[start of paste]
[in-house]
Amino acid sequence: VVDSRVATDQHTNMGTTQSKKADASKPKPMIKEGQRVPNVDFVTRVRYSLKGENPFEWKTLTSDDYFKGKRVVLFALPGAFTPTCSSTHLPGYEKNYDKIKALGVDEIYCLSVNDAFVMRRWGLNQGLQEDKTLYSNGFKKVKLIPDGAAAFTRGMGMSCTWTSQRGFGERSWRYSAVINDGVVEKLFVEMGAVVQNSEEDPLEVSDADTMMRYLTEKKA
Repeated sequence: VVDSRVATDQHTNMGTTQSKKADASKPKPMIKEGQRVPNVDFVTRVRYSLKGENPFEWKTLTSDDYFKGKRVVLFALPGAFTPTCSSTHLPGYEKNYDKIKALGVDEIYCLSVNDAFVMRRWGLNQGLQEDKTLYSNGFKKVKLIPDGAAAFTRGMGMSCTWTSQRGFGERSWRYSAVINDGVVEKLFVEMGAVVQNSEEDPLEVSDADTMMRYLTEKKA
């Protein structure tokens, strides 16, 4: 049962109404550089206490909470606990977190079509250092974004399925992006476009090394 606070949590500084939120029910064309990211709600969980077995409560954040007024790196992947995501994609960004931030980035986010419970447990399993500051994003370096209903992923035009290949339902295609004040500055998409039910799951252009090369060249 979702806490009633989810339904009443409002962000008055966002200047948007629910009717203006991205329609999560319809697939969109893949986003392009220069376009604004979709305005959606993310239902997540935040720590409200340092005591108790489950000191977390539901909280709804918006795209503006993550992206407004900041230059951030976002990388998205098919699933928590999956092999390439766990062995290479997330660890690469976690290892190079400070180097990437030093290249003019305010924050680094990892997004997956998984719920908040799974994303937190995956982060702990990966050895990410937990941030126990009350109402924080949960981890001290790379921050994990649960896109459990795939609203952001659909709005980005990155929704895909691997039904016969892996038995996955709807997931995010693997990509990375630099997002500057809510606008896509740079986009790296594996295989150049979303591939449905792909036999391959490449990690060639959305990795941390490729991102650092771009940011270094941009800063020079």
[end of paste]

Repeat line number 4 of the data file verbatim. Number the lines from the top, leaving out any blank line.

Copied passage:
């Protein structure tokens, strides 16, 4: 049962109404550089206490909470606990977190079509250092974004399925992006476009090394 606070949590500084939120029910064309990211709600969980077995409560954040007024790196992947995501994609960004931030980035986010419970447990399993500051994003370096209903992923035009290949339902295609004040500055998409039910799951252009090369060249 979702806490009633989810339904009443409002962000008055966002200047948007629910009717203006991205329609999560319809697939969109893949986003392009220069376009604004979709305005959606993310239902997540935040720590409200340092005591108790489950000191977390539901909280709804918006795209503006993550992206407004900041230059951030976002990388998205098919699933928590999956092999390439766990062995290479997330660890690469976690290892190079400070180097990437030093290249003019305010924050680094990892997004997956998984719920908040799974994303937190995956982060702990990966050895990410937990941030126990009350109402924080949960981890001290790379921050994990649960896109459990795939609203952001659909709005980005990155929704895909691997039904016969892996038995996955709807997931995010693997990509990375630099997002500057809510606008896509740079986009790296594996295989150049979303591939449905792909036999391959490449990690060639959305990795941390490729991102650092771009940011270094941009800063020079």